- Manage your “guests”: It’s true in real life, and it’s true here. Even though we’re all feeling a bit isolated these days, no one likes an unwanted guest. Take advantage of tools that let you control who is in the meeting or hangout. Use waiting rooms, which allow an extra layer of protection that adds a step before anyone with a link can barge in. And consider being a strict host in general – limiting a party to one host means there are tools to mute participants and eject anyone who is there to cause trouble.
We’ve addressed this problem before, and will continue to do so, because tricking people into giving up their valuable personal information continues to be one of the largest issues when it comes to online security. And, not only has the pandemic brought out Covid-19-specific scams, the increase of people who are online and the increased frequency of online life has really brought the scum out of the woodwork. For example, now would-be phishers are using fake links to meetings and hangouts that direct to sites designed to steal your information. In addition, the Federal Trade Commission reports that scammers have targeted promised stimulus checks from the federal government. They stress that, aside from filing taxes, there are no extra steps that need to be taken – anyone that contacts you to say otherwise, or to say that they can get you your check early should be ignored, and no one should give out personal information anywhere but irs.gov/coronavirus.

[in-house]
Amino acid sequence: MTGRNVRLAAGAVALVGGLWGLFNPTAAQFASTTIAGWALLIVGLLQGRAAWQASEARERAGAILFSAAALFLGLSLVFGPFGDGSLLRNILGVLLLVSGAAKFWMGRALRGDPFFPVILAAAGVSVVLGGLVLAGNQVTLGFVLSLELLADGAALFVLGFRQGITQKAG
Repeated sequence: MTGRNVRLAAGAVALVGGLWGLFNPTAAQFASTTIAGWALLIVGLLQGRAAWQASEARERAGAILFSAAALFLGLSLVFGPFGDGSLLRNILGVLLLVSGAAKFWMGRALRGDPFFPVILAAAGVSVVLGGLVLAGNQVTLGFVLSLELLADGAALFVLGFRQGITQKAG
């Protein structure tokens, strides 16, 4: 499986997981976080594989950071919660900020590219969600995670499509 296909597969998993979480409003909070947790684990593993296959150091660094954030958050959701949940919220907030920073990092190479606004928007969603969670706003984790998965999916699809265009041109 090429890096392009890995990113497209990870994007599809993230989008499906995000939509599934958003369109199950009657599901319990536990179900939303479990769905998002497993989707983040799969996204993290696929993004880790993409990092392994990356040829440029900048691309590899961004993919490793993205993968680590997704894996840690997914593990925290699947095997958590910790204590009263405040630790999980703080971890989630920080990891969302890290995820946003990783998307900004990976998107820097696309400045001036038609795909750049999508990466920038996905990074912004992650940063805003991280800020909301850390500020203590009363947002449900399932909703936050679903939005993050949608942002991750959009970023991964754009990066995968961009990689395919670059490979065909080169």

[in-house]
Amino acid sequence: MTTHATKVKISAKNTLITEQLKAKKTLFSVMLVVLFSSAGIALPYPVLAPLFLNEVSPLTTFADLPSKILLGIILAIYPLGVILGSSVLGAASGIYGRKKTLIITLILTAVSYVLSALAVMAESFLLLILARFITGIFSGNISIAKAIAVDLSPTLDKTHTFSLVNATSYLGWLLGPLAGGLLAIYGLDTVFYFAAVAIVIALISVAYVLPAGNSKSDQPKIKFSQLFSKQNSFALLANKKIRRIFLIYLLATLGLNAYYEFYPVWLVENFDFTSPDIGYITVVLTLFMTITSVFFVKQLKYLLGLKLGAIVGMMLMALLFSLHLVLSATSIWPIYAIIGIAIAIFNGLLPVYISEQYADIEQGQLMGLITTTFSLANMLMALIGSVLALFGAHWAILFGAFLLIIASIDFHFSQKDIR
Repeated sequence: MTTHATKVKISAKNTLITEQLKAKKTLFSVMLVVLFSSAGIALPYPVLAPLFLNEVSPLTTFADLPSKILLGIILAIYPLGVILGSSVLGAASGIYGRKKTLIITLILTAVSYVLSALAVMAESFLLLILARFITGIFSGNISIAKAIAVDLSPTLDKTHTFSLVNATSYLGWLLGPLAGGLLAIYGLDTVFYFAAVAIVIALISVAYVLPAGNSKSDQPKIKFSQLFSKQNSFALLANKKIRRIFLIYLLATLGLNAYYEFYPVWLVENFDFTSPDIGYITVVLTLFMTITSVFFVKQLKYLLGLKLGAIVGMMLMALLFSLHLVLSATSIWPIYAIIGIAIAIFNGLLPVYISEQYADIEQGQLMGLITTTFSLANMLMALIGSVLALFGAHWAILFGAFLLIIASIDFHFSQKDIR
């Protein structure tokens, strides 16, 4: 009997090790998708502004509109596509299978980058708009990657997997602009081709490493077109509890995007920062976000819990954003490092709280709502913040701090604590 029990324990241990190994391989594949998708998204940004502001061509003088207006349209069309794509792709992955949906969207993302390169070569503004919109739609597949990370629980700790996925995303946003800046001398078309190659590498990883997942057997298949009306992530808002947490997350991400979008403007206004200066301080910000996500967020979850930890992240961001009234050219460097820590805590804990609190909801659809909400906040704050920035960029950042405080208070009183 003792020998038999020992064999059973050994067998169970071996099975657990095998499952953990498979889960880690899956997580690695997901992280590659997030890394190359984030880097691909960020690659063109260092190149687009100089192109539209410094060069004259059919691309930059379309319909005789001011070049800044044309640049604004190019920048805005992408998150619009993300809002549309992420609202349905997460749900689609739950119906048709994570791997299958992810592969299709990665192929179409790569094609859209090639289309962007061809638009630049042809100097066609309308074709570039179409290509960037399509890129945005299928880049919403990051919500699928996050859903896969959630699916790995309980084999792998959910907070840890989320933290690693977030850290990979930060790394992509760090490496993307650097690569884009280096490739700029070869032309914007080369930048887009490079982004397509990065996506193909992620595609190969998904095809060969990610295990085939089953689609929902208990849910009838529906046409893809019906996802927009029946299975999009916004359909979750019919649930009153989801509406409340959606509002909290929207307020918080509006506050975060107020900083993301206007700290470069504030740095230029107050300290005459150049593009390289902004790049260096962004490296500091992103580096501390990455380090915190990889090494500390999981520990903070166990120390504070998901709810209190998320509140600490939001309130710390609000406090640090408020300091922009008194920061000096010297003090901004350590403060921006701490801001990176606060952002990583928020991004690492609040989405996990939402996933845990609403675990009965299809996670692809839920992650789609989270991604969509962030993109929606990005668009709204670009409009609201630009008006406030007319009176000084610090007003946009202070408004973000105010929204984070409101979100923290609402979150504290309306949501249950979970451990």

Phishing, of course, is a scam in which fake emails and fake websites are designed with the sole intent of getting your password, financial information or other personal data. Here’s our article on how to protect yourself against phishing, and we’ve also written about how to make sure a website is run by a legitmate business. Reading both of these should put you in the right frame of mind to make sure your data stays yours.
Secure Your Information
If you have a job that involves moving data around between people, you might want to think about using a VPN, or Virtual Private Network, which provides an additional layer of security. There are a number of different VPN providers, but all should allow you to hide IP addresses and encrypt data transfers. Most larger organizations already have VPNs in place, but adapting to work-from-home connected offices might require additional licenses, if there are limits on the number of remote users allowed, and making sure that networking software is patched and up-to-date is especially important these days.